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To start, some background on this project: back in 2013 I saw this little wall hanging offered on Ebay:
I loved the sentiment on it and the little bit of applique on it. While I liked the format of it and homespun backing/binding, I wasn't sure where I'd hang it and wasn't jazzed about it as an addition to my décor. Looking around, I realized that I had on hand all the materials it would take to make it myself and I had an empty frame that hangs at the entrance of my living room that I had long wanted to make a little mini project to fill. I figured that a variation of this little piece would be the perfect thing to fill that frame. Initially, I folded up my printout of the auction so that only the picture showed and put it in the frame as a reminder/nudge. However, it was long time before I came up with any definite ideas about how to translate the design.
Over time I came across a few pieced or applique heart block designs that I thought might work but it wasn't until I saw a quilt with pieced Double Heart blocks that I got inspired. I liked the block because the hearts are made with my favorite block unit: flying geese! At that point I searched through my stash to find fabrics that would bring the simple block to life. I found some in an coincidental place: earlier in the same year I saw the auction, I had won a big stash of fabrics from blogger Vicky of the LA Quilter blog who was trying to downsize her stash. I've been keeping that stash separate with plans to do a series of quilts from it. I found the perfect pieces for the hearts in that stash as well as a great fabric for the crow. That same week, I was also looking through magazine back issues and found the perfect crow applique in a pattern by Lynda Hall of Primitive Pieces by Lynda in BHG's Sew Scrappy Vol 2. Her project in that issue is called, fittingly enough, "Lots To Crow About". With that name it was obviously destined to be added to this piece! So I made my hearts (the extra flying geese will be added to the "Orphan Blocks" stash) and copied the crow template, figuring out how much to reduce it to fit the size of the piece to be made for the frame:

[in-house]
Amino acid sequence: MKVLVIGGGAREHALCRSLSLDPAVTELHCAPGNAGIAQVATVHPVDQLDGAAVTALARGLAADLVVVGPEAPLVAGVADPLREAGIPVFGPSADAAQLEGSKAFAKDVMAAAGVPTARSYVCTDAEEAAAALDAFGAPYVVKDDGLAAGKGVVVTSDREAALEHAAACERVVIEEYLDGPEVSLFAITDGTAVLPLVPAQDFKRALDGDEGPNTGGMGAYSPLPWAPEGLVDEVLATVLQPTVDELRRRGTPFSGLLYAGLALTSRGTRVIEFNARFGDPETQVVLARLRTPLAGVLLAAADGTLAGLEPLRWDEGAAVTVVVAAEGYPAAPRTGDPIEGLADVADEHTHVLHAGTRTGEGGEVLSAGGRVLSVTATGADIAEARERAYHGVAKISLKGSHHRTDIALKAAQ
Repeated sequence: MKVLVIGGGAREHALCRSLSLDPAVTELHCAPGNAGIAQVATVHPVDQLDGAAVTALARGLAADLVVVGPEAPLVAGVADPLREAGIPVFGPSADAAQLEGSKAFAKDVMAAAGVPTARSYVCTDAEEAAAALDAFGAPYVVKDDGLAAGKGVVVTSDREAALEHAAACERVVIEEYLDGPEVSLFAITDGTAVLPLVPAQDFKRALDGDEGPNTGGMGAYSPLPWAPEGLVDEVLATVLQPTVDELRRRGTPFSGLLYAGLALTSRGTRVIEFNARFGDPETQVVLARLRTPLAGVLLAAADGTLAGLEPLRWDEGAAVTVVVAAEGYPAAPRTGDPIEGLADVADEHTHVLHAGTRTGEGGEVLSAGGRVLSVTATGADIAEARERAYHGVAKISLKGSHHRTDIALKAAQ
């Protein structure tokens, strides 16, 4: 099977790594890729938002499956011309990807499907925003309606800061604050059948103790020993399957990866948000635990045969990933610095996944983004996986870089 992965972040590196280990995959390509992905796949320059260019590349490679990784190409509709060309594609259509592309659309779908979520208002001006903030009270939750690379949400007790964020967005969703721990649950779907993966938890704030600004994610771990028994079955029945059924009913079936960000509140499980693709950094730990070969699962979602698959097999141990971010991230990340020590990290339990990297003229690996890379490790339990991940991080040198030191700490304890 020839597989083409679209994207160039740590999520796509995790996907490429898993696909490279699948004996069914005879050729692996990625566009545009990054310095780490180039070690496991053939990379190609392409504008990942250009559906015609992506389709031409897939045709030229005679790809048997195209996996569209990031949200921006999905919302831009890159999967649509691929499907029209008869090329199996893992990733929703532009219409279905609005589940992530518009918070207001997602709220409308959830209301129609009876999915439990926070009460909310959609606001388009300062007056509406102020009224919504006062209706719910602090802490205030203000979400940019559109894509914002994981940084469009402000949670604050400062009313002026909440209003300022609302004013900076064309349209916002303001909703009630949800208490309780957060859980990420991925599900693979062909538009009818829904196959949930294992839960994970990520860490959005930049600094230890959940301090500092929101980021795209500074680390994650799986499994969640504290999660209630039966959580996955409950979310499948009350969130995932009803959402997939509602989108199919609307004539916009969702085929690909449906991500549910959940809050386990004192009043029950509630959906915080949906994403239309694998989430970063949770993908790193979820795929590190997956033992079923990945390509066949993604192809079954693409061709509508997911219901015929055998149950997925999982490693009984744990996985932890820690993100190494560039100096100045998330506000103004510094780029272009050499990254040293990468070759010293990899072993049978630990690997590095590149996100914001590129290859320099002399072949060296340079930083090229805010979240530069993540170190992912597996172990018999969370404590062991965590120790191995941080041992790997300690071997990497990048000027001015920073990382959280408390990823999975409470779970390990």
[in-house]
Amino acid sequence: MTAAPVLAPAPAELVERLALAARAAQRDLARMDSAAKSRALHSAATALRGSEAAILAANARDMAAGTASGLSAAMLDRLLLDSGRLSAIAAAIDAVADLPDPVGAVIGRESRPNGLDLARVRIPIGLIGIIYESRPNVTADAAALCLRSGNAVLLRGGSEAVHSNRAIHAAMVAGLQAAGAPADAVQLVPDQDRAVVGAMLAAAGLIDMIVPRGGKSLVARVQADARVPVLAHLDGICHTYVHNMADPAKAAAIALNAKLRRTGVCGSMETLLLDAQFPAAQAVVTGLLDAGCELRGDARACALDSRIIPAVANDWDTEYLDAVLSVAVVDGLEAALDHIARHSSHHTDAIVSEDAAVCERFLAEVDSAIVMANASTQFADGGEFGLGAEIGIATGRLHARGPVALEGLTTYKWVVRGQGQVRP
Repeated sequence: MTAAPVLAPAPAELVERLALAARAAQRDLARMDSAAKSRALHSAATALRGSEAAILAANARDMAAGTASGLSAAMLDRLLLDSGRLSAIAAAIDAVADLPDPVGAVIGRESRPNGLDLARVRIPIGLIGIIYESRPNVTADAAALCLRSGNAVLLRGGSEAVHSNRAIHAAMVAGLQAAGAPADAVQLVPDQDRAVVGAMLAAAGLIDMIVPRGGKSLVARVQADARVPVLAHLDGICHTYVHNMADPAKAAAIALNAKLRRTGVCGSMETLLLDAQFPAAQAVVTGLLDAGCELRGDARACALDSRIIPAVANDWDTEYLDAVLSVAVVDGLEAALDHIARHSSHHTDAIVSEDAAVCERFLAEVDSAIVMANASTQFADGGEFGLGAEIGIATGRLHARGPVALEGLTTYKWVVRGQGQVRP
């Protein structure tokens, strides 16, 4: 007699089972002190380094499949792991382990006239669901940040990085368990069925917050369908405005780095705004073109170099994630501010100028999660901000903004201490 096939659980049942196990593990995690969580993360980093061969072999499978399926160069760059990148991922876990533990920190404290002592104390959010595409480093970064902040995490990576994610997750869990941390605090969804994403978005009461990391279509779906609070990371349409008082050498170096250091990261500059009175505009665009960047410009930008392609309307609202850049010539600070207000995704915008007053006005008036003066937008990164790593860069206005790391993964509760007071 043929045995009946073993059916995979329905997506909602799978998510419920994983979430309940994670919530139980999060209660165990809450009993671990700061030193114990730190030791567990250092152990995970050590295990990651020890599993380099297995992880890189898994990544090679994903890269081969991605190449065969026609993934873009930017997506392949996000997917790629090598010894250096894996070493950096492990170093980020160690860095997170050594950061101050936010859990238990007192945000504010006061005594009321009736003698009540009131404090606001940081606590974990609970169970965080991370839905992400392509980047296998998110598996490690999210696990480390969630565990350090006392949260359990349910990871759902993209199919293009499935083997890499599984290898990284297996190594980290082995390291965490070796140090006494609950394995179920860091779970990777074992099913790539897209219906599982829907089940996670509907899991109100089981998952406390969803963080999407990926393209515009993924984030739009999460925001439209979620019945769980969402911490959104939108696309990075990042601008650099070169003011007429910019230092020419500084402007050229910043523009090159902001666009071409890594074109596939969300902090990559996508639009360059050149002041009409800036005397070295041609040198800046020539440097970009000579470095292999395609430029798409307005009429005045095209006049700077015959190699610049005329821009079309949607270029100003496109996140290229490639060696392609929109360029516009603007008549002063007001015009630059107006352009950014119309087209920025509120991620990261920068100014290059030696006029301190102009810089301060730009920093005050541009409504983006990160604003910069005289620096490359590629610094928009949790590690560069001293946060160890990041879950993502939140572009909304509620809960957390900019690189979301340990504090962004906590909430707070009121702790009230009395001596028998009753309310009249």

and then cut out and added the crow applique:
Now I needed to add the embroidery. I typed out the phrase in a word processing program and then played with fonts until I found one I thought I could render in embroidery. I quickly realized that transferring the words to the piecing was difficult because you can't use the "light box" method to transfer your design due to bulk from seams and the applique. I found a few tips (like this one at Barbara's Cat Patches blog) that suggested using Sulky's Fabri-Solvy, a printable water soluble stabilizer for projects like this. The problem was that at the time I wanted to work on this, I couldn't get to the Joann's near me to purchase the stabilizer and knowing I could get it locally, didn't want to mail order it. So I came up with another solution: why not take the example of Golden Threads Quilting Paper and transfer the design to a light weight paper that I can print out the words on and then stitch over and tear away.
|Golden Threads pictures courtesy ConnectingThreads.com|
|Sorry for the fuzzy picture but you get the idea!|
I should note that this took more than a few tries to get right: as you can see from the previous picture, the first time I printed it out I printed it in black -- not at all helpful when you're stitching with black thread! After switching to the more visible red print, I had to work on how to render the stitches. Originally I tried replicating the thickness of the font with Satin Stitch and then an Outline stitch -- neither worked well with the Perle cotton thread I was using (I tried it with both size 8 and size 12). In the end, I defaulted to working with the Perle 8 and using a simple backstitch and just did a simple outline of the font letters to get the job done. This is only the second embroidery project I've done this year so I'm still getting my "sea legs" on this craft which I haven't tried since I was a teenager! I also added an embroidered flower and stem as was done on the inspiration piece, using the Perle 12 threads I've been using for my wool ornaments.